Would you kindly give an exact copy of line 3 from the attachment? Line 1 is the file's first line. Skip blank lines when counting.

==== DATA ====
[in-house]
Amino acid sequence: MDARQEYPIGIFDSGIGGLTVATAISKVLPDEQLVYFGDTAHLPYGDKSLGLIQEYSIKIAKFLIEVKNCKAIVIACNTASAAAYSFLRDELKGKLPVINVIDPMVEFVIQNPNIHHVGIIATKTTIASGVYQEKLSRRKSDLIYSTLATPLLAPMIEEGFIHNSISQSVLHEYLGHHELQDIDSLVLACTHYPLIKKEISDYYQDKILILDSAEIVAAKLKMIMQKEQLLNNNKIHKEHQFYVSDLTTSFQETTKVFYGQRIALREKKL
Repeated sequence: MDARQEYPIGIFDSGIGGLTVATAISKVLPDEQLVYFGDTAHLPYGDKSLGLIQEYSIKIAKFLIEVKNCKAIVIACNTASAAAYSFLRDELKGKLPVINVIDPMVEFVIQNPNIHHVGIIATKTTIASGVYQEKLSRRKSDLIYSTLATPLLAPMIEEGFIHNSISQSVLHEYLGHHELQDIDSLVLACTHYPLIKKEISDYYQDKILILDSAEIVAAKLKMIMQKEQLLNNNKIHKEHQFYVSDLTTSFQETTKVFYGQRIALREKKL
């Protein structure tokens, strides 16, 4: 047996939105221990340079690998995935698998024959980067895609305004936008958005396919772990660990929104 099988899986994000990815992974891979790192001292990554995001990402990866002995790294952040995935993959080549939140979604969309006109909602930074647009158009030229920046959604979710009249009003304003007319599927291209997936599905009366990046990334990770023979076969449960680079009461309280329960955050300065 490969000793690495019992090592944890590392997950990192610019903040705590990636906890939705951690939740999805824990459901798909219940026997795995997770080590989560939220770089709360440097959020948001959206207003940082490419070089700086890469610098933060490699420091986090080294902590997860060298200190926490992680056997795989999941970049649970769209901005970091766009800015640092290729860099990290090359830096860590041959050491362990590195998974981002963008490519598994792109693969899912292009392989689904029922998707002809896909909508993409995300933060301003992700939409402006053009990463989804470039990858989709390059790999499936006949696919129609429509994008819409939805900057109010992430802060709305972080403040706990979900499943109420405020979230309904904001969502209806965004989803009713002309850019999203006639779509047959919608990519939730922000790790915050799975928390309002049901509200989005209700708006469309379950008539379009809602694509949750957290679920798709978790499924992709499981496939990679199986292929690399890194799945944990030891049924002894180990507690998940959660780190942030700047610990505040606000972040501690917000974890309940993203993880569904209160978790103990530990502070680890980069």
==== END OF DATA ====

Repeated sequence: MDARQEYPIGIFDSGIGGLTVATAISKVLPDEQLVYFGDTAHLPYGDKSLGLIQEYSIKIAKFLIEVKNCKAIVIACNTASAAAYSFLRDELKGKLPVINVIDPMVEFVIQNPNIHHVGIIATKTTIASGVYQEKLSRRKSDLIYSTLATPLLAPMIEEGFIHNSISQSVLHEYLGHHELQDIDSLVLACTHYPLIKKEISDYYQDKILILDSAEIVAAKLKMIMQKEQLLNNNKIHKEHQFYVSDLTTSFQETTKVFYGQRIALREKKL